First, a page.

Rev. Jesse L. Jackson (Photo by Jasmyne Cannick)
After spending decades fighting for social and economic justice, Rev. Jackson is uniquely qualified to speak out on the state of the nation’s economy.
By Yussuf J. Simmonds
Sentinel Managing Editor
Reverend Jesse L. Jackson is the founder and president of the Rainbow/PUSH Coalition and over the past 40 years, he has played a significant role in the advancement of civil and human rights for all Americans, including economic and social justice for all, and he is internationally known as one of America’s foremost religious and political figures. Under his direction RPC has a progressive agenda and Rev. Jackson has the unique ability for bringing people together transcending race, culture, class, gender and religious beliefs. In addition, the inroads Rev. Jackson (and others) made during his two presidential campaigns strategically pioneered the way for the election of President Barack Obama in 2008.
In speaking to Rev. Jackson about the nation’s current economic conditions and high employment, his words reverberated as he referenced the historic impact of the Civil Rights movement via the words and work of Dr. Martin Luther King Jr. referring to Dr. King’s book, “Why We Can’t Wait.”
“This July 16th was 50 years since I first went to jail,” the Reverend said, “Back then we were essentially pulling down walls and tearing down the culture (of segregation).” In reflecting back in history he continued, “1963 was another huge year of the intensity of our sense of outrage … the year of the bombing of the church in Birmingham … Medgar Evers was killed and the March on Washington. There was real fierce fighting that year.
“I remember I was jailed in Greensboro that year, accused of inciting a riot; I left jail and went to Washington,” he went on. The day we went to Washington … when we think of Washington, we think of the ‘I-Have-a-Dream Speech'” Fannie Lou Hamer couldn’t make the March; she was in jail in Mississippi. James Foreman of CORE couldn’t make the March; he was in jail back in Louisiana.” The day Dr. King gave the I-Have-A-Dream speech, in many of the Middle-eastern and Southern states, people of color could not use a public hotel, motel, park, nor library.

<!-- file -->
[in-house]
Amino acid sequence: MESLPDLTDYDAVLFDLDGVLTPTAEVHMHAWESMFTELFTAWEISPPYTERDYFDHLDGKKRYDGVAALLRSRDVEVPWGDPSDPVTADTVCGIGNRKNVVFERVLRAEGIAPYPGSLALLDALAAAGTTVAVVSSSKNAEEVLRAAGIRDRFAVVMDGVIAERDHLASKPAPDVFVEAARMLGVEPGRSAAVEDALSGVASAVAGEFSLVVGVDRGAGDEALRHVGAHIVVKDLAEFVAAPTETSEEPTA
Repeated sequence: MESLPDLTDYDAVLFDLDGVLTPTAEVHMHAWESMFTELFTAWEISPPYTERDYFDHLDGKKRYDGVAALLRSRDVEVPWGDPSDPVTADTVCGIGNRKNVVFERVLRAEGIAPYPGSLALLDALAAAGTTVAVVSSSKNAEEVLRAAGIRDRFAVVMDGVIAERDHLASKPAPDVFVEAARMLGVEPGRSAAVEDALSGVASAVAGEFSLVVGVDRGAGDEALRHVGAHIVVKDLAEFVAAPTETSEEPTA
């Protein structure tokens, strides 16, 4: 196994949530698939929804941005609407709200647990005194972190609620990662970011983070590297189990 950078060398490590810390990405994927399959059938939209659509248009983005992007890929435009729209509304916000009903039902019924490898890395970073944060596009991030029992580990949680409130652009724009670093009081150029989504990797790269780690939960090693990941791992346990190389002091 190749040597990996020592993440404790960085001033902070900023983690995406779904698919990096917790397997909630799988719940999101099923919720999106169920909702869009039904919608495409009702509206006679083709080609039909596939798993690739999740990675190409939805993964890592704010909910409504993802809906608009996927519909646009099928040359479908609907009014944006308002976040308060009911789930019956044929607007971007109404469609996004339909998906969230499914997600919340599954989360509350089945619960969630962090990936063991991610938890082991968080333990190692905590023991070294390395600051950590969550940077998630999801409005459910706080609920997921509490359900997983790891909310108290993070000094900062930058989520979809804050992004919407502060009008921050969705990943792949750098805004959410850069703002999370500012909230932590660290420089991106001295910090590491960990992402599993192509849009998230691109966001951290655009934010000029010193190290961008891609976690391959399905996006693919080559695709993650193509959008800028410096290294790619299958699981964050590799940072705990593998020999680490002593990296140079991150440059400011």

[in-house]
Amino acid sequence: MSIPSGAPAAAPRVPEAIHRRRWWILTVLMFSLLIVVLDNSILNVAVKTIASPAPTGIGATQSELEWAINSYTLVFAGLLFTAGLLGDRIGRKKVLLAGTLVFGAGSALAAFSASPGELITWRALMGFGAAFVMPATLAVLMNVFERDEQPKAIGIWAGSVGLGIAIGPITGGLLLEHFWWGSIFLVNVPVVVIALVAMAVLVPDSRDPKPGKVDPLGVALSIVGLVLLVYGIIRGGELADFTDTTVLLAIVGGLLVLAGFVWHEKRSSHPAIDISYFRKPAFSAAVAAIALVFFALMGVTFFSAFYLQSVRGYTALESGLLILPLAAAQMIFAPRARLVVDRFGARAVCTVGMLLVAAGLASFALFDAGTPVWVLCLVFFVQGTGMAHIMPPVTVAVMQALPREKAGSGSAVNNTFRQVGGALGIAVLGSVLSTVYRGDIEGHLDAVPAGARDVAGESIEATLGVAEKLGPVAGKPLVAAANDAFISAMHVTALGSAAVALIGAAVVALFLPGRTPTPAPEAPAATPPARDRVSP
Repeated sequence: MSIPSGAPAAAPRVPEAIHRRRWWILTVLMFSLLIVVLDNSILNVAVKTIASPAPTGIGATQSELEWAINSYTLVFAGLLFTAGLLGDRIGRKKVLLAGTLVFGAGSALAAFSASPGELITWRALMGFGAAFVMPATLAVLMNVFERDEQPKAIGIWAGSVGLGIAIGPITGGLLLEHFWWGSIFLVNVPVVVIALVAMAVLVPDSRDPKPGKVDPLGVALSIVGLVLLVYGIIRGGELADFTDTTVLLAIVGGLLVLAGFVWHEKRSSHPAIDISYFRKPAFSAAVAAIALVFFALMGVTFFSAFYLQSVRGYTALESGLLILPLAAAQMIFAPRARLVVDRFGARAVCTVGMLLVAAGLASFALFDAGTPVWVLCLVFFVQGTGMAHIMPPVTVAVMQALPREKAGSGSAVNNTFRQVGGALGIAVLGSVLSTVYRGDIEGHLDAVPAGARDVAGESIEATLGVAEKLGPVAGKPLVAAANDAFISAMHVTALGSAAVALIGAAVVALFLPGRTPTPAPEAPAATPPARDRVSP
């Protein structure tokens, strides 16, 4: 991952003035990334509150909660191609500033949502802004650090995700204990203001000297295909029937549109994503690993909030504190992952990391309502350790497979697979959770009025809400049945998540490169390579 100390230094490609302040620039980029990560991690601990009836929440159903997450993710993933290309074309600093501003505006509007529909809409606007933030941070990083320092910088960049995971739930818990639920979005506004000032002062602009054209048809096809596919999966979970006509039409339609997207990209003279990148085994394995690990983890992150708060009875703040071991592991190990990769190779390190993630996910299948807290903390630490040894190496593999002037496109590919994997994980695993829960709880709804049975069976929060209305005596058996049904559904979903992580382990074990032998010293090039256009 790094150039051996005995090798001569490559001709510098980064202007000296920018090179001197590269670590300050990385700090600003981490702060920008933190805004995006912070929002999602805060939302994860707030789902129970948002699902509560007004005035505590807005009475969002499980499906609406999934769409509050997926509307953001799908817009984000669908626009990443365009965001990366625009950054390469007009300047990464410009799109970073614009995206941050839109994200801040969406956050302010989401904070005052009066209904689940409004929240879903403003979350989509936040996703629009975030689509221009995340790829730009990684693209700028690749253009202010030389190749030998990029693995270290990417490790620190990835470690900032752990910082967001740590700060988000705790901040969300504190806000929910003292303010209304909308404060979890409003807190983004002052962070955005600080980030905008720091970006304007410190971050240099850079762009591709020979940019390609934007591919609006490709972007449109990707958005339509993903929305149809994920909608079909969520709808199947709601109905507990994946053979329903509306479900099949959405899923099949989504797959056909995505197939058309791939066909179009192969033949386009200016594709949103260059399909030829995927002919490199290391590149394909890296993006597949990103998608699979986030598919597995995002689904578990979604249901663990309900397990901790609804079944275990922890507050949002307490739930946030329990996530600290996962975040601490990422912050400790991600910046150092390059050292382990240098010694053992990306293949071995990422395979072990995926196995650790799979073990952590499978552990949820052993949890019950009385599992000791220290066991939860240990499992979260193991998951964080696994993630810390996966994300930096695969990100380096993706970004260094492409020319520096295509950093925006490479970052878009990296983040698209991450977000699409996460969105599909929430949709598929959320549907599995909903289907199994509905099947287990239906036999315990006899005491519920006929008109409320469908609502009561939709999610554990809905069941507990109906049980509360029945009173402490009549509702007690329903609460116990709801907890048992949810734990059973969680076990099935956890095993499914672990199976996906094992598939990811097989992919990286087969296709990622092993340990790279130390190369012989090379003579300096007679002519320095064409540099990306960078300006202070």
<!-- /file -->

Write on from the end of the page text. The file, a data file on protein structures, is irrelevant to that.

Listening to Rev. Jackson recall history that he witnessed, in vivid and graphic details, was a teachable moment. “So the season of outrage and rebellion made the March the place where we had the climax of that phase of our struggle. Moving into 1964, all that season, we were fighting to ratify somewhat the 1954 decision (Brown v Board of Education) to end legal segregation… the state’s rights and jim crow. So we kept battling; we had the right to vote but schemes like gerrymandering, annexation and poll taxes limit the impact of our vote.”(Gerrymandering is a form of redistricting in which electoral district or constituency boundaries are deliberately modified for electoral purposes. It may be used to achieve desired electoral results for a particular party, group or may be used to help or hinder a particular group of constituents, such as a political, racial, linguistic, religious or class group. It was used skillfully to deny Black people equal voting rights.)
“When I first ran in 1984, there were two major impediments: one was a high threshold,” Rev. Jackson said, which was a winner-takes-all process and “in 2008, because we won proportionality, we democratize the democracy.” In referring to the recent presidential primaries he said, “Hilary Clinton barely won California, she barely won Texas… Ohio, Pennsylvania…under the old system of winner-takes-all–the system the Republicans are using right now, she would’ve been the winner. But because of proportionality, we brought down the barriers and make it easier to share delegates and become a delegate. And because of 50 years of successful work, we now have a president of our choice.”
Fast forwarding to the present, Rev. Jackson commented on the similarity of the war throughout the 1960s, how Dr. King described its impact on the conditions in society then, and the current conflicts in Afghanistan and Iraq, how they are destroying the country in many ways: economically, socially, morally and spiritually. He said, “It’s the same. We bail out the banks without linkage to the investment of lending. So Wall Street is rejoicing and foreclosure is devastating the poor and the middle class; there are 4 million homes in foreclosure this year.”
Seeking guidance Rev. Jackson continued as he perused through “Why We Can’t Wait?” On the inside back cover of the book, it ends with references to two chapters: the first is Dr. King’s famous letter from Birmingham jail and ‘the other vital chapter is the concluding one (the last chapter of the book), in which the political implications, for an election year especially, are forcefully set forth in terms that must be carefully pondered by all who seek public office. These two messages stand out even above the other excellences of this book, and will be quoted for a long, long time–the one an unforgettable, impassioned cry from the heart of a good man, the other, with its implicit warning, the cold logic of a brilliant mind.’